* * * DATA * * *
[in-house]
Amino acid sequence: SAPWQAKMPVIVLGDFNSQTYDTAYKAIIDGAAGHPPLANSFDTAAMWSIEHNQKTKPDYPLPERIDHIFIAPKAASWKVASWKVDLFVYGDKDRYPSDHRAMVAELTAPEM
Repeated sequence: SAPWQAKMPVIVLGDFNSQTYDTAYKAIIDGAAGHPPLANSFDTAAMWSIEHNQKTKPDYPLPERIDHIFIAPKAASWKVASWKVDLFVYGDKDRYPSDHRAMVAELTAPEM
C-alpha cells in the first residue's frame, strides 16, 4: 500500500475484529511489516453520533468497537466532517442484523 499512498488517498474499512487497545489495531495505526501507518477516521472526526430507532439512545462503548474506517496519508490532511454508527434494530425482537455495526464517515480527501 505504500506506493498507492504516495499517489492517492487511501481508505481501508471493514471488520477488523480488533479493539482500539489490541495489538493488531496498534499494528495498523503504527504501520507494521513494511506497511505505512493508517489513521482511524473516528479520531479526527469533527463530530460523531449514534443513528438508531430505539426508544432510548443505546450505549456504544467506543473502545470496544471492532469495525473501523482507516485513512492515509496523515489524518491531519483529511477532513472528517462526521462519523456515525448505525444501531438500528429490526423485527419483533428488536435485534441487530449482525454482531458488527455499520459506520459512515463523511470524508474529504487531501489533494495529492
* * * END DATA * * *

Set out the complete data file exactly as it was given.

[in-house]
Amino acid sequence: SAPWQAKMPVIVLGDFNSQTYDTAYKAIIDGAAGHPPLANSFDTAAMWSIEHNQKTKPDYPLPERIDHIFIAPKAASWKVASWKVDLFVYGDKDRYPSDHRAMVAELTAPEM
Repeated sequence: SAPWQAKMPVIVLGDFNSQTYDTAYKAIIDGAAGHPPLANSFDTAAMWSIEHNQKTKPDYPLPERIDHIFIAPKAASWKVASWKVDLFVYGDKDRYPSDHRAMVAELTAPEM
C-alpha cells in the first residue's frame, strides 16, 4: 500500500475484529511489516453520533468497537466532517442484523 499512498488517498474499512487497545489495531495505526501507518477516521472526526430507532439512545462503548474506517496519508490532511454508527434494530425482537455495526464517515480527501 505504500506506493498507492504516495499517489492517492487511501481508505481501508471493514471488520477488523480488533479493539482500539489490541495489538493488531496498534499494528495498523503504527504501520507494521513494511506497511505505512493508517489513521482511524473516528479520531479526527469533527463530530460523531449514534443513528438508531430505539426508544432510548443505546450505549456504544467506543473502545470496544471492532469495525473501523482507516485513512492515509496523515489524518491531519483529511477532513472528517462526521462519523456515525448505525444501531438500528429490526423485527419483533428488536435485534441487530449482525454482531458488527455499520459506520459512515463523511470524508474529504487531501489533494495529492